Although there are no categories of persons exempt from paying the new fees, the government will introduce a fee remission system to ensure that access to justice is maintained. The full details of the remission system are still to be confirmed, as there is an outstanding consultation (which closed on 16 May http://www.morgan-cole.com/ Expertise | Experience | Efficiency | Contribution 2013) which the Ministry of Justice has yet to report on. The proposals in the consultation would mean that claimants who pass two financial tests will be entitled to receive a full or partial remission of any fees payable. The first test considers household disposable capital (generally savings and investments, but excluding your first house and pension). The proposed second test is complex, but broadly considers gross monthly income with set income thresholds of between £1,085 and £1,735 dependant upon whether the applicant is single, part of a couple, and whether there are any children. Applicants passing the first test, and falling below the relevant threshold in the second test will be entitled to a partial or full remission of the fee. It is proposed that job seekers will be deemed to pass this second test.
The introduction of fees is controversial and many organisations have expressed their concerns about access to justice for those with genuine concerns about their employment. Unison, with 1.4 million members announced on their website on 17 June that if the Ministry of Justice did not revoke the legislation, it would lodge proceedings with the High Court for a judicial review. That application has now been made. Unison are concerned that the introduction of fees will make it difficult for employees to exercise their employment rights because in some circumstances the fee to be paid may be greater than any potential compensation. In addition, the fee structure amounts to indirect discrimination and will have an adverse and disproportionate impact on women who often earn less than men. Finally, Unison are of the view that there has been no proper assessment of the public sector equality duty and the impact of the introduction of fees on individuals with "protected characteristics" who may now decide not to pursue a claim. Unison have confirmed that they will support its members involved in Employment Tribunal cases and it is reported that Unison’s national executive council have decided that a remission application will be submitted with each claim and an advance of the fee will be loaned to the member which they will seek to recover from the other side. But it’s not just Unison. A firm of Scottish solicitors has just announced that it has made an application for a judicial review at the Court of Session in Edinburgh to challenge the introduction of fees in Scotland. Like Unison, it is of the view that imposition of fees will limit access to justice particularly in the context of equal pay claims where claimants are likely to be low paid women.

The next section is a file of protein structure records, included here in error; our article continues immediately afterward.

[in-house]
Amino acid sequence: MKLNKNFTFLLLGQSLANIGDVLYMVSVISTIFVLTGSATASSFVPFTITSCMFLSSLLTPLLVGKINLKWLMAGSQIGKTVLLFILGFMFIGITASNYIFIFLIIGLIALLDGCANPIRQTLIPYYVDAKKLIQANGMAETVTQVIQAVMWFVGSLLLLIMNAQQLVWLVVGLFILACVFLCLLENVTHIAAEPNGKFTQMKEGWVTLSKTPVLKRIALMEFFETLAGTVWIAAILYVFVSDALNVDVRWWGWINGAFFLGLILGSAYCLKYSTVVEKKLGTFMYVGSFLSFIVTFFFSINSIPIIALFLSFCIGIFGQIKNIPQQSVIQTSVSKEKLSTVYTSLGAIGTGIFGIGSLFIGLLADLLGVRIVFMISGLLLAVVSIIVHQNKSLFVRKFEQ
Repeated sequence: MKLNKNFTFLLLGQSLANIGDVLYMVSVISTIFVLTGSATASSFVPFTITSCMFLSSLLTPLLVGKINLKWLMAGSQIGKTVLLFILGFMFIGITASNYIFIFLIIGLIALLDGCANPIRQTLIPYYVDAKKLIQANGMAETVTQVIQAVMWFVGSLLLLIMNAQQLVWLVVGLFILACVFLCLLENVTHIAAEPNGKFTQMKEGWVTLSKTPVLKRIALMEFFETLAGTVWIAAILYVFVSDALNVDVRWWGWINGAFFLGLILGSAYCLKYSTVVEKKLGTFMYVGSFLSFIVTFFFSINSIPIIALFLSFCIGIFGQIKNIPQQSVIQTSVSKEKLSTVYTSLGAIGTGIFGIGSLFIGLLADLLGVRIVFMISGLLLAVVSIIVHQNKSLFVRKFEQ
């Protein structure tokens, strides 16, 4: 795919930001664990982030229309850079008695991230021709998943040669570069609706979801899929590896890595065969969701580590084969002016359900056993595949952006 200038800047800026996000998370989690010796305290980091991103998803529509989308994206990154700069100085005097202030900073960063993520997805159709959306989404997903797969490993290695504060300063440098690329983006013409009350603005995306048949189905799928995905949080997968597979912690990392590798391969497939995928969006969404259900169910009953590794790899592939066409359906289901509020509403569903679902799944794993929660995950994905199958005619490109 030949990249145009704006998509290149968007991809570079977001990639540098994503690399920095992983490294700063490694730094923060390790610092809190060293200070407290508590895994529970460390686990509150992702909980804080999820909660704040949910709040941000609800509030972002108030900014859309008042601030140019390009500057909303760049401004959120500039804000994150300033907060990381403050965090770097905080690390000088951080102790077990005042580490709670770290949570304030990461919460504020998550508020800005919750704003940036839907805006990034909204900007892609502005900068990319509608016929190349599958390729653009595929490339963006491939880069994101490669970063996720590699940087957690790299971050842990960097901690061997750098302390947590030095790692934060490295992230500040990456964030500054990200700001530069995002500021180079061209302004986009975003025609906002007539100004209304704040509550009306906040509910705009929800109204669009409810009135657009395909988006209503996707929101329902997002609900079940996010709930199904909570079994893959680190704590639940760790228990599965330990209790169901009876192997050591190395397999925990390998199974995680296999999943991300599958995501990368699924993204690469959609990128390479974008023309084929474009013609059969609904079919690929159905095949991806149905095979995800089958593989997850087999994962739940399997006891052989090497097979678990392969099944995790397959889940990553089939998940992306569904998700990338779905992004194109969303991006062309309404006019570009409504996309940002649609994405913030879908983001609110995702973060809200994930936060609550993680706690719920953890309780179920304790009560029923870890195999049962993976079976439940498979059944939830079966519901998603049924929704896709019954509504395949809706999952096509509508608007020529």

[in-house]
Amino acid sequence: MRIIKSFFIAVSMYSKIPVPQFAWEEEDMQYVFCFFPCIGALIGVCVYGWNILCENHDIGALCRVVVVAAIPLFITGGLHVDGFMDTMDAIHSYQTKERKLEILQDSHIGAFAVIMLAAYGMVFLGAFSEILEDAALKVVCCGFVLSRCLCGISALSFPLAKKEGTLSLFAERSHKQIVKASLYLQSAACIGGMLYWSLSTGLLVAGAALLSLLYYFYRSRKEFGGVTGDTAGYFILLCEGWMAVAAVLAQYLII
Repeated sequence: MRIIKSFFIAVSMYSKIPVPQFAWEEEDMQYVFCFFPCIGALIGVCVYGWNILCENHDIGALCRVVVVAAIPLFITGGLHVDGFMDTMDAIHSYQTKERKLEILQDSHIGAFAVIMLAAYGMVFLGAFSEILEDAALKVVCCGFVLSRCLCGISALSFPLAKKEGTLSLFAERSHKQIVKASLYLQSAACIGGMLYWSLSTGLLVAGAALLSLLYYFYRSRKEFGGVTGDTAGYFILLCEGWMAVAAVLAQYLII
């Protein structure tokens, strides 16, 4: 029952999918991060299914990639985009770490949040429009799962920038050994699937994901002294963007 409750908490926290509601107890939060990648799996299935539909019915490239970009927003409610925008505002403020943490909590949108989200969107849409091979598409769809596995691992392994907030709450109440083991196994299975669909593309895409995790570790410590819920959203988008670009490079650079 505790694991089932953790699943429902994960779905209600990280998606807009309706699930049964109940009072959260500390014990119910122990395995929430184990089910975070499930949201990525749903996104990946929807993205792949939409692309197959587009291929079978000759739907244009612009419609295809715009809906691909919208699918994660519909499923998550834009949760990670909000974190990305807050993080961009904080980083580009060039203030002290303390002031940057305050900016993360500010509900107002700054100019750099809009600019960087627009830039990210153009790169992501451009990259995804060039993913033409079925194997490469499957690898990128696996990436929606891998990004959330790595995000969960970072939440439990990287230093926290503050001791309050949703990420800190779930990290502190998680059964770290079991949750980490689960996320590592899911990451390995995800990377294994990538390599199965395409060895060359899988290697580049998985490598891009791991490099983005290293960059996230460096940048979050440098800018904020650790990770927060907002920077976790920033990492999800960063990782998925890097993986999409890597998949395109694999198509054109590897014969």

Whilst the introduction of fees may reduce the number of claims in the long-term, there may well be an increase in claims being lodged ahead of 29 July. Additionally, as job seekers are deemed to pass the second test, unemployed potential claimants with insubstantial savings may be tempted to delay finding alternative employment until they lodge their claim. Furthermore, as the fee is an expense incurred by the claimant, employers should also bear in mind that settlement negotiations could result in higher sums being agreed as claimants may insist that any Employment Tribunal fee incurred is included in any settlement reached.
Changes to the Employment Tribunal Rules
Note also that on 29 July a number of new procedural Rules come into force where the respondent receives a copy of the claim form on or after that date. These changes will be considered in our Summer 2013 newsletter.